* LinkedIn does not know of any accounts that were taken
* Not able to determine if email addresses were also stolen
By Jim Finkle and and Joseph Menn
June 7 LinkedIn Corp is working with
the FBI as the social network for job seekers and professionals
investigates the theft of 6.4 million member passwords, the
company said on Thursday.
The company does not know of any accounts that were taken
over as a result of the security violations, according to
LinkedIn spokesman Hani Durzy.
A spokeswoman with the FBI declined to comment.
LinkedIn is still in the early stages of the investigation.
Durzy said it was not yet determined whether the email addresses
that corresponded to the hacked passwords were also stolen.
On Wednesday, LinkedIn confirmed that millions of passwords
The company said on Thursday it would disable passwords that
had been compromised and force customers to reset them. The
company sent affected members emails explaining how to change
Several security experts said that LinkedIn's stolen
passwords had not been adequately secured and that the company
did not employ best practices utilized by the world's largest
When asked to comment on that criticism, Durzy said that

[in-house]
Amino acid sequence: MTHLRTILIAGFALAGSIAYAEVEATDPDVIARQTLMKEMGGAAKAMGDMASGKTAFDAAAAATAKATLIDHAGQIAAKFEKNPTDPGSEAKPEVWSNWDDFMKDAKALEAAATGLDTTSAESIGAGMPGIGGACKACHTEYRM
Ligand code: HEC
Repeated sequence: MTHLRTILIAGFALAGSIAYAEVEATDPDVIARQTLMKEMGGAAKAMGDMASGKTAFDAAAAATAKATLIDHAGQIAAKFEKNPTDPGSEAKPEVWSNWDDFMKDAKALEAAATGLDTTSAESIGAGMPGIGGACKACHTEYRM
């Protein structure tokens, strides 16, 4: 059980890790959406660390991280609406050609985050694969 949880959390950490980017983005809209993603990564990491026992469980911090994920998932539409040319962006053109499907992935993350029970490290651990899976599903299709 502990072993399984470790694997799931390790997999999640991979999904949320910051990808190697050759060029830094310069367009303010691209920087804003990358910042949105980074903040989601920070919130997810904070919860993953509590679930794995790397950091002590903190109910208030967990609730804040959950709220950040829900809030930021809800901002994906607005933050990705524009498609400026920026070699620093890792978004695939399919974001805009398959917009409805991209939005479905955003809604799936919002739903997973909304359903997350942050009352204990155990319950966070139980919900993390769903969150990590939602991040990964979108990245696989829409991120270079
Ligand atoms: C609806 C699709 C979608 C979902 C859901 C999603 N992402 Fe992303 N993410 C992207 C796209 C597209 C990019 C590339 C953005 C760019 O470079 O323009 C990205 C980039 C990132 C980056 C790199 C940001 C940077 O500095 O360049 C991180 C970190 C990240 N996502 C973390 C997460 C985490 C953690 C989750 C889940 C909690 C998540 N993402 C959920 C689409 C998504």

LinkedIn had already boosted the security of its database. "We
place the highest value on the security of our members' data,"
Online dating service eHarmony warned on Wednesday that some
of its user passwords had been breached after security experts
discovered scrambled files with passwords for millions of online
The dating website's contents are sensitive and could
subject compromised members to embarrassment or even extortion
attempts, experts said.
The attack on LinkedIn did not last long as the latest in a
series of security breaches that could affect sensitive consumer
On Thursday, Last.fm, which recommends music to users based
on the songs they already listen to, also warned its website
visitors to change their passwords after a leak which may have
resulted from a hacking attack.
"We're sorry for the inconvenience around changing your
password," the London-based company wrote.
It is unclear if the three attacks are all related. Web
application security expert Jeremiah Grossman said on Twitter
that all three companies used common Apache software for serving
web pages to visitors, though that doesn't mean that there is a
new flaw in the program.
The series of problems underscored the continuing issues
with passwords, which are best complex, different for each site
and changed every few months.
Major breaches often lead to scam emails and account
takeovers, which can be used to convince acquaintances of the
target to click on dangerous links that monitor online credit
card or bank account use.
LinkedIn caters to companies seeking employees and people
scouting for jobs. It has more than 161 million members
worldwide and makes money by selling marketing services and
Shares of LinkedIn closed up 1.1 percent at $94.13 on
Thursday on the New York Stock Exchange.